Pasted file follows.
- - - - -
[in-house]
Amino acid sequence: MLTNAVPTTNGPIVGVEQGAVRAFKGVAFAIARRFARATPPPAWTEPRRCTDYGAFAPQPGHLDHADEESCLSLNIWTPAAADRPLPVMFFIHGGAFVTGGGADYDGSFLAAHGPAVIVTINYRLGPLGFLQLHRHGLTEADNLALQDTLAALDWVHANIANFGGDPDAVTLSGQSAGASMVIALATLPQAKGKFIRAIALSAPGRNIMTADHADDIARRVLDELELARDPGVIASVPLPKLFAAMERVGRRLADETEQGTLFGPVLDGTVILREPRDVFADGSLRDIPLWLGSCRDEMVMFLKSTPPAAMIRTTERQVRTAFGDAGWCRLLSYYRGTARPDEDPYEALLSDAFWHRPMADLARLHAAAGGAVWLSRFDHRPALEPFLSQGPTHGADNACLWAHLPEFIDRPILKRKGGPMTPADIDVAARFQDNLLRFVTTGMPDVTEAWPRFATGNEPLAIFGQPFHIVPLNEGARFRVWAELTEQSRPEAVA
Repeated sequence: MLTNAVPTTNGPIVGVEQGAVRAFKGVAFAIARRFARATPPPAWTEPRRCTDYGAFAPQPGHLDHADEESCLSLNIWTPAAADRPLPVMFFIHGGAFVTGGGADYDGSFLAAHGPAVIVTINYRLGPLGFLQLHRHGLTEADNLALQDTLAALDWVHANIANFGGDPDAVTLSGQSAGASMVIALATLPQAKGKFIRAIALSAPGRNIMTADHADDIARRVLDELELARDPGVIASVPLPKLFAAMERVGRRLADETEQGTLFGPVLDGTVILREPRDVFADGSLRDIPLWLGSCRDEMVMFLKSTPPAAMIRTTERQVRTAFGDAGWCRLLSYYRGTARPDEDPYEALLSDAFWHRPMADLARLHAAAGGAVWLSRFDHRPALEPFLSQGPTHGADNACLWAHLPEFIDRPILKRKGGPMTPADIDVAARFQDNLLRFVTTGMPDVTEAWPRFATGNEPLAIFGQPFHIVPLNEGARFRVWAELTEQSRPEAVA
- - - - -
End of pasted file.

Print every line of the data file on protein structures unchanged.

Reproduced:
[in-house]
Amino acid sequence: MLTNAVPTTNGPIVGVEQGAVRAFKGVAFAIARRFARATPPPAWTEPRRCTDYGAFAPQPGHLDHADEESCLSLNIWTPAAADRPLPVMFFIHGGAFVTGGGADYDGSFLAAHGPAVIVTINYRLGPLGFLQLHRHGLTEADNLALQDTLAALDWVHANIANFGGDPDAVTLSGQSAGASMVIALATLPQAKGKFIRAIALSAPGRNIMTADHADDIARRVLDELELARDPGVIASVPLPKLFAAMERVGRRLADETEQGTLFGPVLDGTVILREPRDVFADGSLRDIPLWLGSCRDEMVMFLKSTPPAAMIRTTERQVRTAFGDAGWCRLLSYYRGTARPDEDPYEALLSDAFWHRPMADLARLHAAAGGAVWLSRFDHRPALEPFLSQGPTHGADNACLWAHLPEFIDRPILKRKGGPMTPADIDVAARFQDNLLRFVTTGMPDVTEAWPRFATGNEPLAIFGQPFHIVPLNEGARFRVWAELTEQSRPEAVA
Repeated sequence: MLTNAVPTTNGPIVGVEQGAVRAFKGVAFAIARRFARATPPPAWTEPRRCTDYGAFAPQPGHLDHADEESCLSLNIWTPAAADRPLPVMFFIHGGAFVTGGGADYDGSFLAAHGPAVIVTINYRLGPLGFLQLHRHGLTEADNLALQDTLAALDWVHANIANFGGDPDAVTLSGQSAGASMVIALATLPQAKGKFIRAIALSAPGRNIMTADHADDIARRVLDELELARDPGVIASVPLPKLFAAMERVGRRLADETEQGTLFGPVLDGTVILREPRDVFADGSLRDIPLWLGSCRDEMVMFLKSTPPAAMIRTTERQVRTAFGDAGWCRLLSYYRGTARPDEDPYEALLSDAFWHRPMADLARLHAAAGGAVWLSRFDHRPALEPFLSQGPTHGADNACLWAHLPEFIDRPILKRKGGPMTPADIDVAARFQDNLLRFVTTGMPDVTEAWPRFATGNEPLAIFGQPFHIVPLNEGARFRVWAELTEQSRPEAVA